This pressure on women to be defined by their anatomy makes breast and uterine cancer particularly emotionally devastating for many women around the world, often compounded by lighthearted breast cancer awareness campaigns like Save the Tatas, or Save Second Base. Beth Whaanga, on the other hand, wanted to spark a far more real discussion about breast cancer, as well as give courage to others who are going through a similar ordeal. Very bravely, in my opinion, she undressed, took pictures of her body and posted them to facebook.

Both through the link and below the fold you will see the pictures. If you are uncomfortable seeing scars, don’t continue.

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Cultural Differences: If You Expect It, You Get It

I came across this video on facebook today, and it reminded me of one of the first cultural differences I noticed as a child visiting the United States. It has to do with “kids menus” in restaurants, and how they are extremely unhealthy.


For most people, the fact that 97% of kid’s menus found in restaurants do not meet nutritional requirements will come as no surprise. Who really thinks that a diet of grilled cheese and chicken nuggets is enough to raise a healthy child? However, the counter argument to that is most people do not eat at restaurants every day. It’s supposed to be a treat, a once in a while type of thing, and so why not have a menu with things that kids most love to eat?

This post is not about the fact that kids menus are unhealthy. This post is about the expectation that children are picky eaters, and how that influences what they will and will not eat.

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First The Good News, Or The Bad News?

Ah Italy. Behind the times in so many ways. While you may be in the forefront when it comes to high-end fashion, the cultural fashions that sweep the privileged world are always late in arriving to your shores. You might think that, given the tardiness you would be more inclined to look them over and sort out the good ones from the bad, but sadly they all eventually seem to make it over.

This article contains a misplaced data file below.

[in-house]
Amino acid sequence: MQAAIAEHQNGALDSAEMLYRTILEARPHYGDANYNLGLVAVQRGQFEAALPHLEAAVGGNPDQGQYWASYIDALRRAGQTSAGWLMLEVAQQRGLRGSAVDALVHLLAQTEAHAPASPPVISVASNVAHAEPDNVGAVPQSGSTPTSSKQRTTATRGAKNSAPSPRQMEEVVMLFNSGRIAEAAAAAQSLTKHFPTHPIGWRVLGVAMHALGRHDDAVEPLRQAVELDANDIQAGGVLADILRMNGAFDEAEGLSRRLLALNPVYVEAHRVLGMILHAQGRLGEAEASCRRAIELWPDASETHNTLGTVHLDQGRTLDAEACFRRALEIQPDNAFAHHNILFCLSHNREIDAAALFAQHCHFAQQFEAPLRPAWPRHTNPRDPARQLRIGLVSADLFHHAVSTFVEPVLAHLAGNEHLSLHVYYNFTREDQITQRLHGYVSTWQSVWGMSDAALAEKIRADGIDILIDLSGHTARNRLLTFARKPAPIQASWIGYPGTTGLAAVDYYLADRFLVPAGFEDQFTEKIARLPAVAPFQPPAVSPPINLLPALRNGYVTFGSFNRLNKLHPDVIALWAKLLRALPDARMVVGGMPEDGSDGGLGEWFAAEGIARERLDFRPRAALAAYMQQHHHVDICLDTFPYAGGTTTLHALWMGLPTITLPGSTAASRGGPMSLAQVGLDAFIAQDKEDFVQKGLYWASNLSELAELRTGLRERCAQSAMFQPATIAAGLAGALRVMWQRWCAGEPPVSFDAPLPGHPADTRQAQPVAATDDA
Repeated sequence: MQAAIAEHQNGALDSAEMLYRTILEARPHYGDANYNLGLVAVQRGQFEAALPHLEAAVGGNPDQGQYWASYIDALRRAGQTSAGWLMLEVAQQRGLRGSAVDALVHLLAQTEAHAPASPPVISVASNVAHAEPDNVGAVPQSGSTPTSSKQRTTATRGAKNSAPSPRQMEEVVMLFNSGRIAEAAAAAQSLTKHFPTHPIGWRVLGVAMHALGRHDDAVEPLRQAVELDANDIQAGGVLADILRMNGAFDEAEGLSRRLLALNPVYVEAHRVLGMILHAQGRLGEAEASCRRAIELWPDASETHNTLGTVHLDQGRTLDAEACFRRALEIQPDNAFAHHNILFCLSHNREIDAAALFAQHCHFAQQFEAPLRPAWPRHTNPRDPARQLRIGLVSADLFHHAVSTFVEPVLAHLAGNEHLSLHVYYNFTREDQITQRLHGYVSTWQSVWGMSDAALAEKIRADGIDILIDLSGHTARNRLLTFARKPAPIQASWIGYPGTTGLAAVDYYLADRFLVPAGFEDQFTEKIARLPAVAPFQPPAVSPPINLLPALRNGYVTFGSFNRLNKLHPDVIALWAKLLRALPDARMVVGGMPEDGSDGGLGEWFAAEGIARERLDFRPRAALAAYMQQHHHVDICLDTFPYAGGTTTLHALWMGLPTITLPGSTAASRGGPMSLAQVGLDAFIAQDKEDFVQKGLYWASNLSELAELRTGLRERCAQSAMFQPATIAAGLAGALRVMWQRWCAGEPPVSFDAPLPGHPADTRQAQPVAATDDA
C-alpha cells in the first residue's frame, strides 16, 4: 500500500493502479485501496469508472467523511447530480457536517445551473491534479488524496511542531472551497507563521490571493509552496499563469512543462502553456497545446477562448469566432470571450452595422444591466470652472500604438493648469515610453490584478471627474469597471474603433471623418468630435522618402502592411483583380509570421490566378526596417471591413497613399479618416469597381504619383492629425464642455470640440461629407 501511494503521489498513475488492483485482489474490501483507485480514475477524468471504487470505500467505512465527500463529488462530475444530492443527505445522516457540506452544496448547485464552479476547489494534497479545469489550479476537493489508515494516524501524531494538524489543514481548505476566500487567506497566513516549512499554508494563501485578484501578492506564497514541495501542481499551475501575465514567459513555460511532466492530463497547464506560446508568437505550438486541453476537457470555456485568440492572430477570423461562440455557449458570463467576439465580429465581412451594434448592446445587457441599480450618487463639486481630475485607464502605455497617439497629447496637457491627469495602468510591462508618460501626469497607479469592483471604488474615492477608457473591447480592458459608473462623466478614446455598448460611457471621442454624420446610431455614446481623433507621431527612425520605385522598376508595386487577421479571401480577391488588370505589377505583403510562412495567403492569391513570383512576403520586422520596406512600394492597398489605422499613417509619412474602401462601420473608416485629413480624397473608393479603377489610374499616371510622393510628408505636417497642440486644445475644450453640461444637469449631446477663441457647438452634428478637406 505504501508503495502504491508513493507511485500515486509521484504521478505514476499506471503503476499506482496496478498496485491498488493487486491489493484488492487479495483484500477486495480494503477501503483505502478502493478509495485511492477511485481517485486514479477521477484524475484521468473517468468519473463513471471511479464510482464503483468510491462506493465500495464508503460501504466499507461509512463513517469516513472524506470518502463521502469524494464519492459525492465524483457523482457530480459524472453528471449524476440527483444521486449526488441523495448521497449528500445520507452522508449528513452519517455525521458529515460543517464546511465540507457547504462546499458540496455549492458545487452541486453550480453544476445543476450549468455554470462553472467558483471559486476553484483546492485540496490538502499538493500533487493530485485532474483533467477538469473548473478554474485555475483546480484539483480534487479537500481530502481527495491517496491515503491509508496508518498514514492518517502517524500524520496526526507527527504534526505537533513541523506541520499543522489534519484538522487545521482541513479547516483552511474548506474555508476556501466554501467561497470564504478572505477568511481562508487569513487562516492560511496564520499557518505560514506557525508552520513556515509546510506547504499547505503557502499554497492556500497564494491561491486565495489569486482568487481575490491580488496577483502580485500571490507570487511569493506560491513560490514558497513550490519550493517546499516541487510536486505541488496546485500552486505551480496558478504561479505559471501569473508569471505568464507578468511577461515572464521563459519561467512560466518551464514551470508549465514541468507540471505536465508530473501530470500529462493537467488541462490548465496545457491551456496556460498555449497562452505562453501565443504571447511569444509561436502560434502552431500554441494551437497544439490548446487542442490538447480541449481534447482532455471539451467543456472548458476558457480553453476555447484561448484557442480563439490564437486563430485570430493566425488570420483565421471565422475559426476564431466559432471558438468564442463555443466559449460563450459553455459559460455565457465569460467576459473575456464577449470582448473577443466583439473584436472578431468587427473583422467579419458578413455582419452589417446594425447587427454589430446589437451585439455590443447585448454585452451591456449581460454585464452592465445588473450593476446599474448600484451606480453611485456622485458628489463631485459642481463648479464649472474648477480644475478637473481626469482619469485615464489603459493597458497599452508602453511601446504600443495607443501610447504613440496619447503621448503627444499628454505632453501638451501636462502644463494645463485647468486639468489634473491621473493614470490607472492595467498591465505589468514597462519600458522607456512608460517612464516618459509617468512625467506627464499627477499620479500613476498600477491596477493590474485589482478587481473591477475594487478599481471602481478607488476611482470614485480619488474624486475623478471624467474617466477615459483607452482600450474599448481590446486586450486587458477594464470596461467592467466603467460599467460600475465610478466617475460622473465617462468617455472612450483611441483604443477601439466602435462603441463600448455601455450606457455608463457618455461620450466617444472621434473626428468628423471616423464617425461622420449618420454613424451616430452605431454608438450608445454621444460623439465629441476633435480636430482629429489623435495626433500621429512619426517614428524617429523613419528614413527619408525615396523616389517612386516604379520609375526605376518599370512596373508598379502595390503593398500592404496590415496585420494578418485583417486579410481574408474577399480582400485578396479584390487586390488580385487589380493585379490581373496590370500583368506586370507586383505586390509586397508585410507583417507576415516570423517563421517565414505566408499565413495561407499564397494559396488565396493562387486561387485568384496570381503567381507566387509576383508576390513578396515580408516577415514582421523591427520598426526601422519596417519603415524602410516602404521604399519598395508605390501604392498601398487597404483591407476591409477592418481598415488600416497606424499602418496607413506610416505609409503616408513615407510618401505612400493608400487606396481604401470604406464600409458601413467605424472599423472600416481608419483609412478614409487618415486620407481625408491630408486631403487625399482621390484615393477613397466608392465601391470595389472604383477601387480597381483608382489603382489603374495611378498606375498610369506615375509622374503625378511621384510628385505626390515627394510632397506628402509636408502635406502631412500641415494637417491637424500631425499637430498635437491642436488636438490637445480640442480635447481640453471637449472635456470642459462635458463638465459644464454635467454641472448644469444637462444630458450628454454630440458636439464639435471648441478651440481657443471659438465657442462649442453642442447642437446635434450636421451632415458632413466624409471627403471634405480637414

In this case, I am referring to the anti-vaccination fad that has been spreading, and killing, ever since the notorious Andrew Wakefield paper linking autism to the MMR vaccine. While there were anti-vaxxers before then, that was when the idea really got put on (organic and gluten-free, I’m sure) steroids. That was 1998, but it has only been in the past few years that the movement really started to gain traction in Italy as well.

Italian culture is a very hypochondriac one, so the issue of people not getting their kids vaccinated was never really raised until now. Some vaccines are obligatory by law, others are “highly recommended” but can be obligatory in some schools, though no one really knew the difference or made a fuss about it. When my mother moved here she was not told which were absolutely obligatory and which she could get away with not giving me, she was simply told that kids in Italy had to get all their vaccinations and that’s that.

But as I said fads, even the dangerous ones, eventually make it over here as well. So, the bad news, or the good news first?

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Vegan Parenting and an Italian Controversy

I don’t think there is any way to post about this subject, and my thoughts on it, without getting into trouble in the comments. Oh well, here goes.

Recently, an member of the very conservative Forza Italia party proposed a law that would sentence parents to 1-2 years in jail for not providing a balanced diet to children under 16. As the article I found written in English phrases it:

Silvio Berlusconi’s Forza Italia party wants to see parents who feed children under 16 a vegan diet jailed for up to a year.

That sounds both hilarious, and a little extreme. So, I went in search of a more detailed article from Italian news outlets, and found a decent article on the subject in La Reppublica. I feel that a little clarification is needed before I comment on the topic.

First of all, the law does not specifically mention veganism. The wording of the proposal is as follows:

[la legge] rende penalmente perseguibile chi “impone o adotta nei confronti di un minore degli anni 16, sottoposto alla sua responsabilità genitoriale o a lui affidato per ragione di educazione, istruzione, cura, vigilanza o custodia, una dieta alimentare priva di elementi essenziali per la crescita sana ed equilibrata del minore stesso”

Translation: [the law would] render punishable by law those who “impose or adopt for a minor under 16, who is under their parental responsibility or to them entrusted for reasons of education, instruction, care, vigilance or custody, a diet lacking in essential nutrients for the healthy and balanced growth of that same minor”.